Following the creation of Watermark Yacht Management and its subsequent acquisition of Rosemont Yacht Management, SuperyachtNews speaks with Jacqueline Lyne and Feargus Bryan, co-directors of Watermark Yacht Management, about what makes their business model unique and how the requirements of yacht management have evolved over time.
“I truly believe that there is space in the industry for an independent service company offering management, with an additional focus on HR and crew support,” explains Lyne. “We provide a coaching and mentoring service for our Captains and crews, as well as undertaking annual crew reviews and assessments. We want to be able to talk to our crews and get to know them, both personally and professionally. It is extremely important to us that all stakeholders are involved in the process of management. It is about ensuring that everybody is onside, communicating and that their requirements are considered.”
Central to Watermark Yacht Management’s business model is the belief that, as the superyacht market continues to evolve and professionalise, a far greater onus must be placed on the development of impartial and efficient communications channels, whether that be during a new build/refit or during the continued operation of a vessel. Invariably, where breakdowns in relationships between stakeholders occur, the source of the issue can often be traced back to a simple breakdown in communication.
“We see a management company’s role in all of this is to serve as a central point, both from a decision-making point of view, and in many cases as an impartial mediator between the stakeholders,” comments Bryan. “The heart of the industry lies in pleasure. The owners do not need to buy yachts, or operate them. In many cases, the clients have a clear idea of what they want, but perhaps they do not have an in-depth understanding of the forces that are driving all of the other stakeholders. Our job is to safeguard the owner’s asset in all forms and to provide him or her with unbiased advice and guidance on the challenges of yacht operations and ownership. If ownership ceases to be a pleasure, they will have no compunction about exiting the industry.”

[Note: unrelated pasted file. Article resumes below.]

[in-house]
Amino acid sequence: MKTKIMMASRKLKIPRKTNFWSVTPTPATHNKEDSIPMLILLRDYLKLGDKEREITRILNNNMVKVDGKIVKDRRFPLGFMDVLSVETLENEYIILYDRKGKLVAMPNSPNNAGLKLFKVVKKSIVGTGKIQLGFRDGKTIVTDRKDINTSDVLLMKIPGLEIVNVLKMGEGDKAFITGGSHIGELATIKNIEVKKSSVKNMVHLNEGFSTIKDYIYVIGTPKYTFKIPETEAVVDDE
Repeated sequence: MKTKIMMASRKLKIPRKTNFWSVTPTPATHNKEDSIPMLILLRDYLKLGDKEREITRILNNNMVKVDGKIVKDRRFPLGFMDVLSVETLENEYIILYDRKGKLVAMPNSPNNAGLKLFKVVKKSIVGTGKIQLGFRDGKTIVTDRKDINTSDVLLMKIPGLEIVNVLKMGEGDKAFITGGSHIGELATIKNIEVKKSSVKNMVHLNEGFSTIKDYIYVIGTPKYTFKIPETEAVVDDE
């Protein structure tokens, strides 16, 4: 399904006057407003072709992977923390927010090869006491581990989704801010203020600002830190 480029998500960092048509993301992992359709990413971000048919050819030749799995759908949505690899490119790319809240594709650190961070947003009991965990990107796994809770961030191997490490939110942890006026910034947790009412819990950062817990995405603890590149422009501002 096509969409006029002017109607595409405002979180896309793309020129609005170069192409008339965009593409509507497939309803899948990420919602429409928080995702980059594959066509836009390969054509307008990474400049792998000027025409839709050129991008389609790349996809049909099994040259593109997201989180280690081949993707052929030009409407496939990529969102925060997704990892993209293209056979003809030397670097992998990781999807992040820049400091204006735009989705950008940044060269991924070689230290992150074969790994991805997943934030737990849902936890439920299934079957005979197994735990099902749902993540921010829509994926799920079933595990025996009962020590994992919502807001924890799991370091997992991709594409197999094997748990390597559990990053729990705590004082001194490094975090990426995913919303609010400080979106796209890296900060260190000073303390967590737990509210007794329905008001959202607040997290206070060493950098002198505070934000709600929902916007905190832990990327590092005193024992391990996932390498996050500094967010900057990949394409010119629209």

There still exists, according to Lyne and Bryan, a gap between the owner’s side, such as crew, management and so on, and the side of the suppliers, contractors and various other stakeholders during a build project, especially where it relates to the management of complex contracts.
“There has to be one binding force in the centre of all of this,” continues Bryan. “They don’t necessarily have to be a tyrannical decision-making force. That person or entity needs to be able to have visibility over everything and needs to understand the bigger picture and this goes for yacht operations as well. There are very few elements in the whole operation that actually need to see the big picture. Our job is to mediate how we get people to work efficiently and confidently without necessarily seeing the full image.”
Perhaps unlike certain other management factions, both Lyne and Bryan are adamant that they have no desire to try and manage the world’s largest superyacht fleet. In fact, they see unbridled growth as having an almost unavoidably detrimental effect on their business model that places long-term relationships at its foundation. The move, according to Lyne, is one that refocuses the role of yacht management on service quality rather than profit margin. Naturally, the business exists to make money, but having both spent long careers in the superyacht market, both Bryan and Lyne agree that their primary motivation is to try and drive forward what is expected of the management fraternity by showcasing the levels of service that the wider industry should be aspiring to.
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